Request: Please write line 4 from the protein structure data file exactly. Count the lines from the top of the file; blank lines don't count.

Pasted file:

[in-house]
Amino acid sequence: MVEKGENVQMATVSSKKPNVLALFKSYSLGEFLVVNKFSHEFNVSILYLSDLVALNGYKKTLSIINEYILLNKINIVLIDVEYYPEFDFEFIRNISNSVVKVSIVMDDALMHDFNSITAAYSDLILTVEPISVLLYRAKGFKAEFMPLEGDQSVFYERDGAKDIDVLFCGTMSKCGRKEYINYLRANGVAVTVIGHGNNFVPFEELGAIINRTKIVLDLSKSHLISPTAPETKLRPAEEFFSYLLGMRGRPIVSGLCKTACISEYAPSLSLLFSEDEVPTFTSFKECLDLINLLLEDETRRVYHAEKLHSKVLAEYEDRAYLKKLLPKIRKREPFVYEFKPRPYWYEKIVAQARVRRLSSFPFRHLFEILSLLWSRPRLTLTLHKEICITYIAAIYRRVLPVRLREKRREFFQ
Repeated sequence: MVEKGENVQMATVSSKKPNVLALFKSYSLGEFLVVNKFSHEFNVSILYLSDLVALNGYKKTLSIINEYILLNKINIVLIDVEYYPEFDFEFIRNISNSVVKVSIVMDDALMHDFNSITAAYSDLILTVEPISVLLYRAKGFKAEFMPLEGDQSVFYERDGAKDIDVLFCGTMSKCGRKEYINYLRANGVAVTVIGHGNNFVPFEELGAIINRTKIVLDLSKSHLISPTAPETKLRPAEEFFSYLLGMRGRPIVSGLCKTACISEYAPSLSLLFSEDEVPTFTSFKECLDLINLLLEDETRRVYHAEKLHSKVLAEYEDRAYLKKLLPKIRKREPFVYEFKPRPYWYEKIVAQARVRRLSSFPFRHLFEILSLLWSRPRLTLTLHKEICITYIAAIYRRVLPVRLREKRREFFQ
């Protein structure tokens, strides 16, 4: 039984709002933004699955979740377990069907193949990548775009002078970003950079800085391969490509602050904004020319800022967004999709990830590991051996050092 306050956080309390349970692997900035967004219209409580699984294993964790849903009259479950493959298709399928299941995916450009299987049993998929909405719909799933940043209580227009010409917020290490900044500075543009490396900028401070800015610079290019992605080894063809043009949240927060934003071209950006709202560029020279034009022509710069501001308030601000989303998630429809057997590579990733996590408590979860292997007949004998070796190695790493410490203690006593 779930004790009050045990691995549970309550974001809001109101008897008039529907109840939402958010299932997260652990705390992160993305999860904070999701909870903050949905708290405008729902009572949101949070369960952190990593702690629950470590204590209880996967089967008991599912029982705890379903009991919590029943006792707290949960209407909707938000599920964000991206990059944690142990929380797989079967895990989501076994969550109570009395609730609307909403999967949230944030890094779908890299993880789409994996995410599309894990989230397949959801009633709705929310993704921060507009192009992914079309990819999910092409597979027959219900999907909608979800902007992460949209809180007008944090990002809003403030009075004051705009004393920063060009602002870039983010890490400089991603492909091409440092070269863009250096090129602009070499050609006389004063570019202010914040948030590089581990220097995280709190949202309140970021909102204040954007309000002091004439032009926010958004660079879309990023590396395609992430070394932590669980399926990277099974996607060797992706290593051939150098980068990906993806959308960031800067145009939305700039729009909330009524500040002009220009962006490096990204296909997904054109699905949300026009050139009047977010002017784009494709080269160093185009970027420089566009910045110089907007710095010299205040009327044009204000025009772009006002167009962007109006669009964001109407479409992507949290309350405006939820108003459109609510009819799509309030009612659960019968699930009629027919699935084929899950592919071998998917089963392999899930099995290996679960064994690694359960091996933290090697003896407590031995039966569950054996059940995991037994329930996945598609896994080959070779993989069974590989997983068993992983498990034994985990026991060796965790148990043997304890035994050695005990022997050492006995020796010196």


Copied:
């Protein structure tokens, strides 16, 4: 039984709002933004699955979740377990069907193949990548775009002078970003950079800085391969490509602050904004020319800022967004999709990830590991051996050092 306050956080309390349970692997900035967004219209409580699984294993964790849903009259479950493959298709399928299941995916450009299987049993998929909405719909799933940043209580227009010409917020290490900044500075543009490396900028401070800015610079290019992605080894063809043009949240927060934003071209950006709202560029020279034009022509710069501001308030601000989303998630429809057997590579990733996590408590979860292997007949004998070796190695790493410490203690006593 779930004790009050045990691995549970309550974001809001109101008897008039529907109840939402958010299932997260652990705390992160993305999860904070999701909870903050949905708290405008729902009572949101949070369960952190990593702690629950470590204590209880996967089967008991599912029982705890379903009991919590029943006792707290949960209407909707938000599920964000991206990059944690142990929380797989079967895990989501076994969550109570009395609730609307909403999967949230944030890094779908890299993880789409994996995410599309894990989230397949959801009633709705929310993704921060507009192009992914079309990819999910092409597979027959219900999907909608979800902007992460949209809180007008944090990002809003403030009075004051705009004393920063060009602002870039983010890490400089991603492909091409440092070269863009250096090129602009070499050609006389004063570019202010914040948030590089581990220097995280709190949202309140970021909102204040954007309000002091004439032009926010958004660079879309990023590396395609992430070394932590669980399926990277099974996607060797992706290593051939150098980068990906993806959308960031800067145009939305700039729009909330009524500040002009220009962006490096990204296909997904054109699905949300026009050139009047977010002017784009494709080269160093185009970027420089566009910045110089907007710095010299205040009327044009204000025009772009006002167009962007109006669009964001109407479409992507949290309350405006939820108003459109609510009819799509309030009612659960019968699930009629027919699935084929899950592919071998998917089963392999899930099995290996679960064994690694359960091996933290090697003896407590031995039966569950054996059940995991037994329930996945598609896994080959070779993989069974590989997983068993992983498990034994985990026991060796965790148990043997304890035994050695005990022997050492006995020796010196």